Anyone ever had their heavy weapons squad line up to shoot that oncoming Land Raider full of Assault Termies, only to lose one model to their covering artillery and then become pinned?  Yeah, that can be really annoying.  Anyone ever had a squad, led by your Captain and Librarian of doom, get shot turn one, fail that Ld test and run from the table before they've even acted?  Yep, happens to me more often than I'd like to admit.  I'm not saying that I didn't have sergeants doing their thing for me, but I can only imagine how much more often this would happen if I didn't have that LD boost.  As a matter of fact, ask Eldar, IG, and even Tau players how that Ld 8 works for them...

Wait, we're characters now?
In 3rd edition, sergeants could be singled out in combat and dispatched easily.  They weren't quite characters but they were treated as separate targets in just the same way as 'true' characters while in close combat.  Nobody liked that rule (okay, some people did, but not marine players).  GW brought the rule back, but they clarified, added to it, and made it downright fun!  So what are these rules?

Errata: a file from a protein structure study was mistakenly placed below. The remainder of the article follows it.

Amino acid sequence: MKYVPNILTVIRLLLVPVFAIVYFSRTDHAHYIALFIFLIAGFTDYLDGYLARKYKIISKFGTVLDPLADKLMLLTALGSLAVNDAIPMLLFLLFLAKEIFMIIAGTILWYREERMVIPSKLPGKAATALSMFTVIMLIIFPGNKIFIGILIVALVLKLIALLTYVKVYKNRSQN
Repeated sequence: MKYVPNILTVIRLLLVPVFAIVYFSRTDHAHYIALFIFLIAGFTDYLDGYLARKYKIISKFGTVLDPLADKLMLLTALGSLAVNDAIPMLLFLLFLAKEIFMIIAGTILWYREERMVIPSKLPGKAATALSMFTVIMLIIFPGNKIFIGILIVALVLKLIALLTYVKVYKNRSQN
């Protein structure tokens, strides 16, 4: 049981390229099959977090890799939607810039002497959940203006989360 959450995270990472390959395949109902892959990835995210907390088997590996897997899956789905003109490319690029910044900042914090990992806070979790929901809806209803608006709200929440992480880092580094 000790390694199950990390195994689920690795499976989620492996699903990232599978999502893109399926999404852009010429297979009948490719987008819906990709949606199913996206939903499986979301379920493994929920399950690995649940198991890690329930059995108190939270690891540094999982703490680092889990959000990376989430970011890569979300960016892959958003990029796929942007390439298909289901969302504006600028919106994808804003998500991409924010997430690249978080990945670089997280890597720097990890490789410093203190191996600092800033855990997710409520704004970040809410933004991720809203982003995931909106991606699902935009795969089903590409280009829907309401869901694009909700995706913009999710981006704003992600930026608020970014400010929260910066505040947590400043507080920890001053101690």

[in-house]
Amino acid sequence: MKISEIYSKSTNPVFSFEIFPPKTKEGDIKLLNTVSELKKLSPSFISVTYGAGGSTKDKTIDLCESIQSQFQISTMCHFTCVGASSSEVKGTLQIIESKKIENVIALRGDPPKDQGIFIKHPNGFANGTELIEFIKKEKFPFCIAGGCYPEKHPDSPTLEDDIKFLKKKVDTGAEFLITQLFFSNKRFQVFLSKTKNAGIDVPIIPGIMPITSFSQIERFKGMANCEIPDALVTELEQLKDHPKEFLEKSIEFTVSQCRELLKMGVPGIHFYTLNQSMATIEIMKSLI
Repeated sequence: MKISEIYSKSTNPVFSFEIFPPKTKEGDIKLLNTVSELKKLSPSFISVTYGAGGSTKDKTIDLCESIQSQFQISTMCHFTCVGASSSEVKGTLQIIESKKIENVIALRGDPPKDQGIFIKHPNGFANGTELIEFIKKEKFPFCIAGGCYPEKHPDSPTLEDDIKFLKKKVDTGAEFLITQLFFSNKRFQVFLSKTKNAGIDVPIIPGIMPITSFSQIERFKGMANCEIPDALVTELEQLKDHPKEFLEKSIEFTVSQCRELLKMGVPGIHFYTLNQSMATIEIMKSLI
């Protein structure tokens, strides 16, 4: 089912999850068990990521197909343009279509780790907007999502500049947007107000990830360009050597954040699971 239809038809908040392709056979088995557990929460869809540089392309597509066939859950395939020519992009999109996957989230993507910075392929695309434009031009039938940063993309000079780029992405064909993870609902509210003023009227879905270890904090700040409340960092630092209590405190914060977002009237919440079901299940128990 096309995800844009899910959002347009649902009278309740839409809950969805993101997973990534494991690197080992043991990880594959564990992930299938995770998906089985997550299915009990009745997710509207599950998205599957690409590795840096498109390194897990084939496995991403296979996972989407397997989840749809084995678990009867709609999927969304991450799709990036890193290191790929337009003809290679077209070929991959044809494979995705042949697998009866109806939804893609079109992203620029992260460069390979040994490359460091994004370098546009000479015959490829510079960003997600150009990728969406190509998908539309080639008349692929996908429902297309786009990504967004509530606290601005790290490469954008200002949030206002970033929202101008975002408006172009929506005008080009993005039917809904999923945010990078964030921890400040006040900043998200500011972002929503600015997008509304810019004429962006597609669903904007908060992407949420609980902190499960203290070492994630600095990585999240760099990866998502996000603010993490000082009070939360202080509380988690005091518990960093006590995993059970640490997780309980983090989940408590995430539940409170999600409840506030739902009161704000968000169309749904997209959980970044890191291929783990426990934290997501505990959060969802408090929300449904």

1.  Characters have the ability to 'snipe'.  As long as they roll a '6' to hit, be in with a gun or with a blade, they get to allocate the wound freely (if the hit wounds, of course.  That's the part I seem to have problems with...).  The 'closest guy dies first' rule can lead to generals positioning the 'flak' to the front and the important guys (especially the heavy weapon dood with his super long range) in the back.  That can mean your attempt to kill that heavy weapon will take 9 failed saves first.  NO WORRIES!  Have your sergeant take aim, roll a '6', successfully wound, and smile at your opponent when you pick out the target he was hoping to keep alive.  It's not a 'sure bet', but sergeants didn't become sergeants by 'spraying and praying', right?

2.  Characters can now be involved in 'challenges'.  Normally, it doesn't matter what rank you hold or how fancy your armor is, if you're the closest, then you're the deadest.  But characters can step outside that particular rule and lock themselves in a struggle to the death with a willing enemy character.  Can the rest of the enemy squad strike you?  Not while you're in a challenge.  Can your attacks fall on the heads of the piddly troops following the moron that dare fight you?  Nope.  It's just you and him (/her, if you're playing Eldars), and nobody else.  What sucks is when you left the Chapterhouse carrying your all-too-common chainsword, only to be challenged by the enemy character with something cooler.  Luckily, there's more!